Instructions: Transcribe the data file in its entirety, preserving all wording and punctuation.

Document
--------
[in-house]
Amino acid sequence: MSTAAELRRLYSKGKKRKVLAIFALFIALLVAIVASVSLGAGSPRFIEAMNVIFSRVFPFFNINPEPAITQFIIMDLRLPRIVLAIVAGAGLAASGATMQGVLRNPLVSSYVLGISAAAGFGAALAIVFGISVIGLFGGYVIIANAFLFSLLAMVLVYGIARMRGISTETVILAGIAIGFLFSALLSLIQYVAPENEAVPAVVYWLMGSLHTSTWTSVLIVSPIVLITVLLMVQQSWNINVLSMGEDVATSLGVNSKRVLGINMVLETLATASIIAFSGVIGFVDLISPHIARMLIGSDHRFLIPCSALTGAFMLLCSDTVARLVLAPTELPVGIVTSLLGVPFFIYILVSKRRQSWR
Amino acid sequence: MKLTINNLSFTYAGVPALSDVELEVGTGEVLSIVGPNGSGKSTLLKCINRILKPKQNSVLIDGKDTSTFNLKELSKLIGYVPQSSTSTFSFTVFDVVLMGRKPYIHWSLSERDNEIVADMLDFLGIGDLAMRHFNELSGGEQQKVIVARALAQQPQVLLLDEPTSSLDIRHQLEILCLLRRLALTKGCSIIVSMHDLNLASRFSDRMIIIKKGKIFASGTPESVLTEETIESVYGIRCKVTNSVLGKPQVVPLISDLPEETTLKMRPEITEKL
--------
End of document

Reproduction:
[in-house]
Amino acid sequence: MSTAAELRRLYSKGKKRKVLAIFALFIALLVAIVASVSLGAGSPRFIEAMNVIFSRVFPFFNINPEPAITQFIIMDLRLPRIVLAIVAGAGLAASGATMQGVLRNPLVSSYVLGISAAAGFGAALAIVFGISVIGLFGGYVIIANAFLFSLLAMVLVYGIARMRGISTETVILAGIAIGFLFSALLSLIQYVAPENEAVPAVVYWLMGSLHTSTWTSVLIVSPIVLITVLLMVQQSWNINVLSMGEDVATSLGVNSKRVLGINMVLETLATASIIAFSGVIGFVDLISPHIARMLIGSDHRFLIPCSALTGAFMLLCSDTVARLVLAPTELPVGIVTSLLGVPFFIYILVSKRRQSWR
Amino acid sequence: MKLTINNLSFTYAGVPALSDVELEVGTGEVLSIVGPNGSGKSTLLKCINRILKPKQNSVLIDGKDTSTFNLKELSKLIGYVPQSSTSTFSFTVFDVVLMGRKPYIHWSLSERDNEIVADMLDFLGIGDLAMRHFNELSGGEQQKVIVARALAQQPQVLLLDEPTSSLDIRHQLEILCLLRRLALTKGCSIIVSMHDLNLASRFSDRMIIIKKGKIFASGTPESVLTEETIESVYGIRCKVTNSVLGKPQVVPLISDLPEETTLKMRPEITEKL